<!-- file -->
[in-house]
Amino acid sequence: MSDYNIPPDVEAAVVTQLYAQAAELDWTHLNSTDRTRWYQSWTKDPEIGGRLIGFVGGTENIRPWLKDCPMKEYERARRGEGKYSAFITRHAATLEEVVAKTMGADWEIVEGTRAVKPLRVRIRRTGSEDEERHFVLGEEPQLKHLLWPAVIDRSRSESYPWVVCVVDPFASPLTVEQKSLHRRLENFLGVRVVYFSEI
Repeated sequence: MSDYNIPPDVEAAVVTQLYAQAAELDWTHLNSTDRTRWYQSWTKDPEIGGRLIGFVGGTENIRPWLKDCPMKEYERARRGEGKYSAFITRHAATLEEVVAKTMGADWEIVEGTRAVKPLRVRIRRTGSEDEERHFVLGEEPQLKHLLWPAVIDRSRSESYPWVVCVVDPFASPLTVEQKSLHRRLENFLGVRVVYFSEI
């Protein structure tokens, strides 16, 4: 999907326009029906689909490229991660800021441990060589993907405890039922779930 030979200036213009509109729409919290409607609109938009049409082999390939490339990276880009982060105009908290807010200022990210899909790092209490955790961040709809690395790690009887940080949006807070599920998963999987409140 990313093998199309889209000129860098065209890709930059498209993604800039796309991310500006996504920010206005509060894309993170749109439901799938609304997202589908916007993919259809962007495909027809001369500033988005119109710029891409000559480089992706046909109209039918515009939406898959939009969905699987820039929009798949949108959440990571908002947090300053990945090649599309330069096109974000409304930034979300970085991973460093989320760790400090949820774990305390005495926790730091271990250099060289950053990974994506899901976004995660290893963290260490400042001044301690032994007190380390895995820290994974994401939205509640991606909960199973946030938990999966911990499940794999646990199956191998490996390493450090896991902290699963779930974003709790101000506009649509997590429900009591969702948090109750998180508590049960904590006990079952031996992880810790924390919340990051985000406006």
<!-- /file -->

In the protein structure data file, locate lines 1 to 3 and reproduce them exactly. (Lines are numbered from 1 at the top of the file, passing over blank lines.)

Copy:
[in-house]
Amino acid sequence: MSDYNIPPDVEAAVVTQLYAQAAELDWTHLNSTDRTRWYQSWTKDPEIGGRLIGFVGGTENIRPWLKDCPMKEYERARRGEGKYSAFITRHAATLEEVVAKTMGADWEIVEGTRAVKPLRVRIRRTGSEDEERHFVLGEEPQLKHLLWPAVIDRSRSESYPWVVCVVDPFASPLTVEQKSLHRRLENFLGVRVVYFSEI
Repeated sequence: MSDYNIPPDVEAAVVTQLYAQAAELDWTHLNSTDRTRWYQSWTKDPEIGGRLIGFVGGTENIRPWLKDCPMKEYERARRGEGKYSAFITRHAATLEEVVAKTMGADWEIVEGTRAVKPLRVRIRRTGSEDEERHFVLGEEPQLKHLLWPAVIDRSRSESYPWVVCVVDPFASPLTVEQKSLHRRLENFLGVRVVYFSEI